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The Student News Site of Millard West High School

The Catalyst

The Student News Site of Millard West High School

The Catalyst

The Student News Site of Millard West High School

The Catalyst

History repeats itself

Ways to help those affected by F-3 tornado in Nebraska
Carley Bailey
The effects of a natural disaster can take away a home where memories were made.

As tornado season comes around the corner, many states around the country are being severely affected and forced to go through life changes. There are many different ways to access help if you have been affected or ways to help if you weren’t affected. 

According to KETV, in Douglas County, 940 homes were damaged by the tornadoes that formed on April 24, 2024. 171 homes were destroyed, 229 homes were left with major damage and 157 homes were minorly damaged. During a time like this, people scramble for safety. After two Elkhorn South teachers’ homes were destroyed, a student set up a GoFundMe to raise money for them and ended up pooling around $89,000, over eight times the goal. If you know someone who is in need of help, starting a GoFundMe is an easier way to raise money and can relieve stress from someone knowing that people are trying to help.

The severity of this disaster has caused volunteer communities and religious centers to quickly convert to shelters for victims and donation areas. Omaha Rapid Response, a non-profit organization of churches was created in early 2000 to help respond to natural disasters. Right now, they have temporary services available in Elkhorn, providing volunteer opportunities, such as clean-up and areas to make donations. You have to be a minimum of 12 years old to volunteer. 

The Relevant Community Church located by Old Town Elkhorn is currently offering information about sites to help victims such as places where you can donate supplies for humans and animals, get your tires fixed, get tetanus shots, learn about government assistance, talk with a trauma navigator and deal with insurance and finding housing.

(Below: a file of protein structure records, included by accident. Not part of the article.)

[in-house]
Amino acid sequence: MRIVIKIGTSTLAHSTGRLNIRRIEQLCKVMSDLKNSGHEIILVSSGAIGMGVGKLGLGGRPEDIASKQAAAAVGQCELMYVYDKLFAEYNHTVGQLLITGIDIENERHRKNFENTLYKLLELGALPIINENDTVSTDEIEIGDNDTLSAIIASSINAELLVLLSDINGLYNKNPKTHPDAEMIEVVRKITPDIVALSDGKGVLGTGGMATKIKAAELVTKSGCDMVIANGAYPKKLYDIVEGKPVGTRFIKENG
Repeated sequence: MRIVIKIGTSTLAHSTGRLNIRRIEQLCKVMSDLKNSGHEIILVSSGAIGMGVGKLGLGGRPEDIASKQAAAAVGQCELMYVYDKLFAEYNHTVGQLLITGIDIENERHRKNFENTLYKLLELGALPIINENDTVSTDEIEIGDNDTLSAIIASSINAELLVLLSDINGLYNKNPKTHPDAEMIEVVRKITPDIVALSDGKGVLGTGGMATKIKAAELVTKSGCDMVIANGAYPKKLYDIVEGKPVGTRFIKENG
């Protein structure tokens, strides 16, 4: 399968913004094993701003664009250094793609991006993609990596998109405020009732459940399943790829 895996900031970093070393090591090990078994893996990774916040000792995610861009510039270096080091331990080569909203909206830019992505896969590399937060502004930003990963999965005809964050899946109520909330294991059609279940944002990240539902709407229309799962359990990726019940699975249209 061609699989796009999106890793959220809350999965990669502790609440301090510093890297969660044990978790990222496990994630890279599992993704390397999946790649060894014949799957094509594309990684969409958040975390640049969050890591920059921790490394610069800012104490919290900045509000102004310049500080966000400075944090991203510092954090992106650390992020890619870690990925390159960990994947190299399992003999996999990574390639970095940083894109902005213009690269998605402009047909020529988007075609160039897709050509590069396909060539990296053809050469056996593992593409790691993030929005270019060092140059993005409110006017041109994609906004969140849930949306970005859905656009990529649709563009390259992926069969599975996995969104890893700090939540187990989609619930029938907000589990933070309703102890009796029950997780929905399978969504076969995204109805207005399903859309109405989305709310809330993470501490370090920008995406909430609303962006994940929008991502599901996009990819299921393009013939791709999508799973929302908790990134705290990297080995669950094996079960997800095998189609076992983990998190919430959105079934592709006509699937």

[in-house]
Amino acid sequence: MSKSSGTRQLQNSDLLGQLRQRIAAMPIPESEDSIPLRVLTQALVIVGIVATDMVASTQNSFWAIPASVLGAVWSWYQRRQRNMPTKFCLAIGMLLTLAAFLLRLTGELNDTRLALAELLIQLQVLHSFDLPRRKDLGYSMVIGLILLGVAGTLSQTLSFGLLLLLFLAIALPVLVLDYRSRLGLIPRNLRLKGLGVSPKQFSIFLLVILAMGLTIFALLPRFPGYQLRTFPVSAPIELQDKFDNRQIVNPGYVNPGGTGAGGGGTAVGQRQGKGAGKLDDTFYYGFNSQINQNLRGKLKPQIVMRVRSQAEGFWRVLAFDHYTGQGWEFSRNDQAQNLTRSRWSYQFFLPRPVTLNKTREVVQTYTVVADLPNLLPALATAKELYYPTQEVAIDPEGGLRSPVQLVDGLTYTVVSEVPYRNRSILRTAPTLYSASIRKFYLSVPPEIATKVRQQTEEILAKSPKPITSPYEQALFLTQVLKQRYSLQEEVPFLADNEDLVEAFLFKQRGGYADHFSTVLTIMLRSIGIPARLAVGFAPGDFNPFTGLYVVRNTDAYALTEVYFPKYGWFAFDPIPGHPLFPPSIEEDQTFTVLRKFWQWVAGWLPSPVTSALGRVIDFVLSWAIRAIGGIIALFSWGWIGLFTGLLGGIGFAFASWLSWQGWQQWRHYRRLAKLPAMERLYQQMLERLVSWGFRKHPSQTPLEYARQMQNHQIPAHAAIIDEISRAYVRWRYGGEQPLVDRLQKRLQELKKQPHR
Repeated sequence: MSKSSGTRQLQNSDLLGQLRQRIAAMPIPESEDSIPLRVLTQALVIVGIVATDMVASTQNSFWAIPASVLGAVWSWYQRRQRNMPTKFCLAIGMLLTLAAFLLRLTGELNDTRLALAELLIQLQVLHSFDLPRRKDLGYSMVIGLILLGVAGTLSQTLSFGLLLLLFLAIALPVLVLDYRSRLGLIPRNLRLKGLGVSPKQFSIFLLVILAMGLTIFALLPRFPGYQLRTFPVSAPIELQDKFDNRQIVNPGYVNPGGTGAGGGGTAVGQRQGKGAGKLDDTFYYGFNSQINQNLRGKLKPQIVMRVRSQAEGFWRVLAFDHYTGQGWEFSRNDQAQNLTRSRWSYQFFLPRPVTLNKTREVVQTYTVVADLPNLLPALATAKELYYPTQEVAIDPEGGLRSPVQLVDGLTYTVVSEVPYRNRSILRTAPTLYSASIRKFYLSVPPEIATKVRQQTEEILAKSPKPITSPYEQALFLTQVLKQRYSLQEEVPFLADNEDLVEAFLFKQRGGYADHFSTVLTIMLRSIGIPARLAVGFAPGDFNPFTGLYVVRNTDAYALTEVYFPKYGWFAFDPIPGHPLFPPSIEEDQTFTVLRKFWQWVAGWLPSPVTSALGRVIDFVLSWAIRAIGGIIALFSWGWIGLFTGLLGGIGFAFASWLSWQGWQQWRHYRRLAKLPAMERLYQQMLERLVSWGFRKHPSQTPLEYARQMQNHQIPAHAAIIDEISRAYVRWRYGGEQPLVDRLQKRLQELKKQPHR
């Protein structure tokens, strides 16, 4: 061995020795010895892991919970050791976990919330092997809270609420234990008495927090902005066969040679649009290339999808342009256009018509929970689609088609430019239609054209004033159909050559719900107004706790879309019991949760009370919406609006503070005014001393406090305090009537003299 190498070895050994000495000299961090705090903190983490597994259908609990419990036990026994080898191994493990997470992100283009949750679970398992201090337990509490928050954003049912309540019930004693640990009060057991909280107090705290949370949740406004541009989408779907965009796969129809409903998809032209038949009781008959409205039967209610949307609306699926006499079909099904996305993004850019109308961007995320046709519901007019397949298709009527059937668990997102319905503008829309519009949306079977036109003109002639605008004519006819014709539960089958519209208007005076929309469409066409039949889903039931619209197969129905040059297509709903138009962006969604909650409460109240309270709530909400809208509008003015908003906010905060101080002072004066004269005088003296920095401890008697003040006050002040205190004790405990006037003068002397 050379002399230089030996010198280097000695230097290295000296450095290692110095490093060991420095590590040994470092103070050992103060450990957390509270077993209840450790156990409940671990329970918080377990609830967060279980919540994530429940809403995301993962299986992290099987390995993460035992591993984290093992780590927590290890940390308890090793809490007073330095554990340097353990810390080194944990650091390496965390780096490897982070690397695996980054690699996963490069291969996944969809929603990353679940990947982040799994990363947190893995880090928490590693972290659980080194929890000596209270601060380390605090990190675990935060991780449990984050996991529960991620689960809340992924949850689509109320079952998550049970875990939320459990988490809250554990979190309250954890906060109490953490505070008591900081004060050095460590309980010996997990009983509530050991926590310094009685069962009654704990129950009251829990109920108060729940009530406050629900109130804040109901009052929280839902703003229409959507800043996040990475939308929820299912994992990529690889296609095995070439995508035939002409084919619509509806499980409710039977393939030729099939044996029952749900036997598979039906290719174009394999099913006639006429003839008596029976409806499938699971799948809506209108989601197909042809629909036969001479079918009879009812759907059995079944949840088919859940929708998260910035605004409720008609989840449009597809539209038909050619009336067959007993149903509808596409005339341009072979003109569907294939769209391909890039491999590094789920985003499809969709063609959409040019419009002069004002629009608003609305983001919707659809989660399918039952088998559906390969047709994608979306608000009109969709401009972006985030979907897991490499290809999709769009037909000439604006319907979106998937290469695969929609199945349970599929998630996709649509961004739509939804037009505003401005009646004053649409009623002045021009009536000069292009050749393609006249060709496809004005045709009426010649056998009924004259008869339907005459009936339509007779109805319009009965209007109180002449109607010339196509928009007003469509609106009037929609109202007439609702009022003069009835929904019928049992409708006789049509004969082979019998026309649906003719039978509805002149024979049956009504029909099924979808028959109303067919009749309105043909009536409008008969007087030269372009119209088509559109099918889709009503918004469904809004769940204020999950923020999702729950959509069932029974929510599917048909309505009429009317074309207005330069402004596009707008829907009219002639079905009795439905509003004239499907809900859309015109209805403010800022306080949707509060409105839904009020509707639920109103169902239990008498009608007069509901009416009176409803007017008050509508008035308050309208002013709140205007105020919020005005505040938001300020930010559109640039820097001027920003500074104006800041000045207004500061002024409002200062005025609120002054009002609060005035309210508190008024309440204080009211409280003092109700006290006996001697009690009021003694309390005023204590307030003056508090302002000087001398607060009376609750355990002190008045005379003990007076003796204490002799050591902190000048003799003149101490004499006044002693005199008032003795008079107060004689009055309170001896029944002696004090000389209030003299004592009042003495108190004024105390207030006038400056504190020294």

Workers at Home Depot have come together to help discard what is left of people’s homes, such as trees, rubble, wood, etc. Although cleanup has slowed down, Home Depot has created a big impact on residents’ lives, donating over $20,000 in cleaning equipment. Free laundry is available to anyone who needs it at the Walmart on 168th and West Maple. People who have lost their homes due to this tragedy have said that this small act has made such a difference for them because it is one less thing to worry about and it helps them not have to think about the possibility of mold growing on their clothes. It is open from 9 a.m.-5 p.m.. every day until they run out of supplies. You can bring up to two loads a day. 

Heartland Hope Mission is another organization you can donate to and volunteer at. You can work in the food pantry and help the community. They also hold food drives to help Nebraskans who do not have access to food. Currently, they are coordinating to support families who have been hit hard by the tornadoes. They are offering more assistance with basic necessities like toilet paper, baby formula and hygiene. They are also taking donations of kids’ toys to help comfort them during this time. A $35 donation can provide someone with food and resources. 

Even if you weren’t affected by this, it is still important to know ways to help others around you. Bad weather may happen often but it doesn’t mean its effects should be overlooked.

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About the Contributors
Sophia Eljamal
Sophia Eljamal, Staff Reporter
Sophia is a junior at Millard West and this is her first year on the staff for the CATalyst. She likes traveling around the world and running. Over the summer, she traveled to numerous countries in Europe. In her free time, she enjoys going shopping, hanging out with her friends, and listening to music. She also loves to work and watch her favorite shows and movies on Netflix. Sophia looks forward to writing stories about sports and working with her classmates to produce interesting stories.
Carley Bailey
Carley Bailey, Staff Reporter
Carley is a senior starting up her third year on the Millard West CATalyst staff. She enjoys drawing, painting, writing, and listening to all sorts of music in her free time, when she’s not spending time with her close friends. This school year, she’s looking forward to writing plenty of entertainment and opinion pieces and hopes to return to State Journalism for the second year in a row.

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